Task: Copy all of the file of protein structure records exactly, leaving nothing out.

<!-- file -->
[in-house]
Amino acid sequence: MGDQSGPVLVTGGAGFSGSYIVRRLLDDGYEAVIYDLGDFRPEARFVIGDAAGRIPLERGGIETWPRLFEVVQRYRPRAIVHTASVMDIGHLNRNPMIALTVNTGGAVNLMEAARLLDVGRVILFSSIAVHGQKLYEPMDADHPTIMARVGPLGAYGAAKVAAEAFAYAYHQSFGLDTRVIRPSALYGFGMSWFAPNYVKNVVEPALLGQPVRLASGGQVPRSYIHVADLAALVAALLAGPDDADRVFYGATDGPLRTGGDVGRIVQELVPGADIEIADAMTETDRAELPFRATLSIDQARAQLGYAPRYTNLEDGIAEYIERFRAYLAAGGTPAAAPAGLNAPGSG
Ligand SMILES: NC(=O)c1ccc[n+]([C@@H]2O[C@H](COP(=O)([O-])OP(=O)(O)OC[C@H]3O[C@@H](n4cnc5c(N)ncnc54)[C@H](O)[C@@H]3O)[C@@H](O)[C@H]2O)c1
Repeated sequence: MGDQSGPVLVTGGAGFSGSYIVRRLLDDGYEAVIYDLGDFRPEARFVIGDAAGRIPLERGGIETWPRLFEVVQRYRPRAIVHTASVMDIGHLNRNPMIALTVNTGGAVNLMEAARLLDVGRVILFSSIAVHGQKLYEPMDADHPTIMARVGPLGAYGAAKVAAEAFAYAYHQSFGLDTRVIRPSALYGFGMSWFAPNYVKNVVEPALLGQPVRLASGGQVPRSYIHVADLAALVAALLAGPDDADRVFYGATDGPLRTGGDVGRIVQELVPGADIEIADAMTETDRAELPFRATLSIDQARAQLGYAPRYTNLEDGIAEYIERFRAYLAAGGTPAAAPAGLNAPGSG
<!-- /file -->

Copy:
[in-house]
Amino acid sequence: MGDQSGPVLVTGGAGFSGSYIVRRLLDDGYEAVIYDLGDFRPEARFVIGDAAGRIPLERGGIETWPRLFEVVQRYRPRAIVHTASVMDIGHLNRNPMIALTVNTGGAVNLMEAARLLDVGRVILFSSIAVHGQKLYEPMDADHPTIMARVGPLGAYGAAKVAAEAFAYAYHQSFGLDTRVIRPSALYGFGMSWFAPNYVKNVVEPALLGQPVRLASGGQVPRSYIHVADLAALVAALLAGPDDADRVFYGATDGPLRTGGDVGRIVQELVPGADIEIADAMTETDRAELPFRATLSIDQARAQLGYAPRYTNLEDGIAEYIERFRAYLAAGGTPAAAPAGLNAPGSG
Ligand SMILES: NC(=O)c1ccc[n+]([C@@H]2O[C@H](COP(=O)([O-])OP(=O)(O)OC[C@H]3O[C@@H](n4cnc5c(N)ncnc54)[C@H](O)[C@@H]3O)[C@@H](O)[C@H]2O)c1
Repeated sequence: MGDQSGPVLVTGGAGFSGSYIVRRLLDDGYEAVIYDLGDFRPEARFVIGDAAGRIPLERGGIETWPRLFEVVQRYRPRAIVHTASVMDIGHLNRNPMIALTVNTGGAVNLMEAARLLDVGRVILFSSIAVHGQKLYEPMDADHPTIMARVGPLGAYGAAKVAAEAFAYAYHQSFGLDTRVIRPSALYGFGMSWFAPNYVKNVVEPALLGQPVRLASGGQVPRSYIHVADLAALVAALLAGPDDADRVFYGATDGPLRTGGDVGRIVQELVPGADIEIADAMTETDRAELPFRATLSIDQARAQLGYAPRYTNLEDGIAEYIERFRAYLAAGGTPAAAPAGLNAPGSG